After 6 days in rather cramped digs in Palermo Soho, it was finally time to get some elbow room at my second loft in Palermo Hollywood. Even better, the new building has a pool, which will be sorely needed as the mercury begins to climb again over the next few days.
We met up with the owner Marcos, a very friendly guy, who went over the various aspects of the loft. Located on the 8th floor, it’s a substantially larger loft than the last one and had much better bedding for both Chris (an actual mattress in the sleeper sofa) and me.
Floor to ceiling massive windows look out onto a nice aerial view of the surrounding area. There is also a small balcony with 2 chairs and a table for alfresco dining or just lounging. On the 10th floor is a rooftop deck and pool, offering pretty spectacular panoramic vistas of the city.
We took a quick walk around the ‘hood and had a nice lunch outside at a cafe that opened in 1905. I had a fantastic ham and melted cheese sandwich on a very tasty “Arabe” bread. It was a nice introduction to my new surroundings.
Poor Chris was still feeling the lingering effects of his nasty cold so while he slept, I settled in to do some work. The one drawback I had read about this loft was its proximity to the subway. City noise like that has never really phased me so I didn’t think twice about it. However, around 3PM or so, the occasional lulling roll of subway cars going by was punctuated by a loud PA announcing the next train. This was followed by several dogs barking and a kid crying for his mommy. Ah, life in the big city!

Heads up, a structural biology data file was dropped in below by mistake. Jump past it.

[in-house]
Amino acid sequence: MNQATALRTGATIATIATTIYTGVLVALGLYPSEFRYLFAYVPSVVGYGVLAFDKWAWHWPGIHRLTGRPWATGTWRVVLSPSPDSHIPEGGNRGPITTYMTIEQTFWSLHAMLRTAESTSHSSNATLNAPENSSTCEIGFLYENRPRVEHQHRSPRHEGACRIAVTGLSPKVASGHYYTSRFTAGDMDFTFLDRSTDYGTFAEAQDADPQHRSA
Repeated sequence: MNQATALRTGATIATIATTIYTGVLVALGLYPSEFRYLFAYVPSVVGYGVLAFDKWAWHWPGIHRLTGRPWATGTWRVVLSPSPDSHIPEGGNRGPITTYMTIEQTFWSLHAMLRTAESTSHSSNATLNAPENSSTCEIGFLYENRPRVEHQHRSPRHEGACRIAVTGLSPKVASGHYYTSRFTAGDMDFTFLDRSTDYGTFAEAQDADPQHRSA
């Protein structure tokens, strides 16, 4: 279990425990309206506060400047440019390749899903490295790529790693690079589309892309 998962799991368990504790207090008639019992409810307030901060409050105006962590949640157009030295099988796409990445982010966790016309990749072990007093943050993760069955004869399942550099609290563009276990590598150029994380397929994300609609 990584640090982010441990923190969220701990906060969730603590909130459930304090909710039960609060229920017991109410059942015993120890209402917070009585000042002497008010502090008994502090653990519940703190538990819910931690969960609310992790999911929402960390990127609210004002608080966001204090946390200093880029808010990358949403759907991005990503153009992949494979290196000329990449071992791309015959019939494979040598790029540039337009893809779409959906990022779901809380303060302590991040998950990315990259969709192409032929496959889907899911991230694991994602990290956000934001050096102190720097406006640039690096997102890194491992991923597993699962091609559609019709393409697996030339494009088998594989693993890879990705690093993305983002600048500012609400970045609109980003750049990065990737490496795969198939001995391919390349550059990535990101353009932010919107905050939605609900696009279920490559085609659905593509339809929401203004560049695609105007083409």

One interesting side note about the cacophony that had been gradually forming was what seemed to sound like a parrot. Chris and I sat on the balcony trying to figure out what was the parrot and what was the kid. It turned out, in fact, there is a parrot across the street as his owner came back for feeding time – along with her 3 dogs and 3 cats – quite the menagerie!
Buenos Aires has the most Italians in the world besides, well, Italy, so I wanted to try a local Italian spot. Marcos recommended a family place that was a few blocks away called La Trapiche. Around 8:30, we made the short walk to the rather large restaurant, which was almost completely empty. The menu was almost as big – with multiple dishes offered multiple ways. It was quite overwhelming. Both of us decided to go simple. Chris went with the lasagna and I chose the chicken ravioli.
After about 20 minutes or so, the restaurant began to really fill up with local families and shortly after 9, it was almost completely full. It was interesting to see the dinner window be defined so rigidly but we were glad we got there when we did to avoid waiting in line. The food was classic Italian – nice comfort food although not exactly world beaters either. Still, it was a perfect way to start the next phase of this adventure.